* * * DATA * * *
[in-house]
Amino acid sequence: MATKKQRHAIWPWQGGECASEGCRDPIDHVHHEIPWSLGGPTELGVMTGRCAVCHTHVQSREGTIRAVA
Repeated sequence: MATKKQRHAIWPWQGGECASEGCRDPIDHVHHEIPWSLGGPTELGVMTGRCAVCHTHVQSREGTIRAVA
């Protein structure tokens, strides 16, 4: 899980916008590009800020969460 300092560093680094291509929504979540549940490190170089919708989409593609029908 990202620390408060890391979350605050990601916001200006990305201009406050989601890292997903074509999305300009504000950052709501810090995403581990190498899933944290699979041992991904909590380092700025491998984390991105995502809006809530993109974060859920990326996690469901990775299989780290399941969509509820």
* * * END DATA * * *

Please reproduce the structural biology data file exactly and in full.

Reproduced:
[in-house]
Amino acid sequence: MATKKQRHAIWPWQGGECASEGCRDPIDHVHHEIPWSLGGPTELGVMTGRCAVCHTHVQSREGTIRAVA
Repeated sequence: MATKKQRHAIWPWQGGECASEGCRDPIDHVHHEIPWSLGGPTELGVMTGRCAVCHTHVQSREGTIRAVA
């Protein structure tokens, strides 16, 4: 899980916008590009800020969460 300092560093680094291509929504979540549940490190170089919708989409593609029908 990202620390408060890391979350605050990601916001200006990305201009406050989601890292997903074509999305300009504000950052709501810090995403581990190498899933944290699979041992991904909590380092700025491998984390991105995502809006809530993109974060859920990326996690469901990775299989780290399941969509509820």